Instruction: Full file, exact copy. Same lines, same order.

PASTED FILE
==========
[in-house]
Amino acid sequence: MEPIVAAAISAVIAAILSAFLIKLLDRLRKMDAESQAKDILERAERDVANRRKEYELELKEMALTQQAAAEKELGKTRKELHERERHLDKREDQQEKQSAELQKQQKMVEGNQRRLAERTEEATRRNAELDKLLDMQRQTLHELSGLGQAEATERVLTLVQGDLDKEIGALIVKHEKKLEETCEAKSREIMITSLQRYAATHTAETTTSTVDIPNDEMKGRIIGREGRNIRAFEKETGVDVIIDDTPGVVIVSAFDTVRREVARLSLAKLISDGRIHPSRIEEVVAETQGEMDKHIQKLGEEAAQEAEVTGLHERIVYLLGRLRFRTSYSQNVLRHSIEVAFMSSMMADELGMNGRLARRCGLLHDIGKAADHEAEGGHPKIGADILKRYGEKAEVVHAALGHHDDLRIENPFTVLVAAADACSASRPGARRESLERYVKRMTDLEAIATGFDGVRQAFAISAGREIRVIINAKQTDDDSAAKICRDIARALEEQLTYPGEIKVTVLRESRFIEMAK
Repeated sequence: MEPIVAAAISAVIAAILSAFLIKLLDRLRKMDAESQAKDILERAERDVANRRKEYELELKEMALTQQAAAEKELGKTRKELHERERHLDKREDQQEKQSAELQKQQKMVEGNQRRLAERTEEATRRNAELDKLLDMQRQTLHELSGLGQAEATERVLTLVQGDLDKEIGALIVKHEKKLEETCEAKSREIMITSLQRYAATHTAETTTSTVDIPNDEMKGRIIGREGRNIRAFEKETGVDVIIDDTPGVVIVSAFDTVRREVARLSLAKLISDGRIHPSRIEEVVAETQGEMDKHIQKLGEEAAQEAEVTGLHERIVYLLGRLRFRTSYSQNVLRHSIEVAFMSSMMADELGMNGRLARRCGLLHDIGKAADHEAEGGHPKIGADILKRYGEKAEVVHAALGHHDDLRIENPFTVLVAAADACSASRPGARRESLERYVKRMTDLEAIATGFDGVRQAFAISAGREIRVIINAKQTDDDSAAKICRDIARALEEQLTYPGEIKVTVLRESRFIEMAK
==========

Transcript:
[in-house]
Amino acid sequence: MEPIVAAAISAVIAAILSAFLIKLLDRLRKMDAESQAKDILERAERDVANRRKEYELELKEMALTQQAAAEKELGKTRKELHERERHLDKREDQQEKQSAELQKQQKMVEGNQRRLAERTEEATRRNAELDKLLDMQRQTLHELSGLGQAEATERVLTLVQGDLDKEIGALIVKHEKKLEETCEAKSREIMITSLQRYAATHTAETTTSTVDIPNDEMKGRIIGREGRNIRAFEKETGVDVIIDDTPGVVIVSAFDTVRREVARLSLAKLISDGRIHPSRIEEVVAETQGEMDKHIQKLGEEAAQEAEVTGLHERIVYLLGRLRFRTSYSQNVLRHSIEVAFMSSMMADELGMNGRLARRCGLLHDIGKAADHEAEGGHPKIGADILKRYGEKAEVVHAALGHHDDLRIENPFTVLVAAADACSASRPGARRESLERYVKRMTDLEAIATGFDGVRQAFAISAGREIRVIINAKQTDDDSAAKICRDIARALEEQLTYPGEIKVTVLRESRFIEMAK
Repeated sequence: MEPIVAAAISAVIAAILSAFLIKLLDRLRKMDAESQAKDILERAERDVANRRKEYELELKEMALTQQAAAEKELGKTRKELHERERHLDKREDQQEKQSAELQKQQKMVEGNQRRLAERTEEATRRNAELDKLLDMQRQTLHELSGLGQAEATERVLTLVQGDLDKEIGALIVKHEKKLEETCEAKSREIMITSLQRYAATHTAETTTSTVDIPNDEMKGRIIGREGRNIRAFEKETGVDVIIDDTPGVVIVSAFDTVRREVARLSLAKLISDGRIHPSRIEEVVAETQGEMDKHIQKLGEEAAQEAEVTGLHERIVYLLGRLRFRTSYSQNVLRHSIEVAFMSSMMADELGMNGRLARRCGLLHDIGKAADHEAEGGHPKIGADILKRYGEKAEVVHAALGHHDDLRIENPFTVLVAAADACSASRPGARRESLERYVKRMTDLEAIATGFDGVRQAFAISAGREIRVIINAKQTDDDSAAKICRDIARALEEQLTYPGEIKVTVLRESRFIEMAK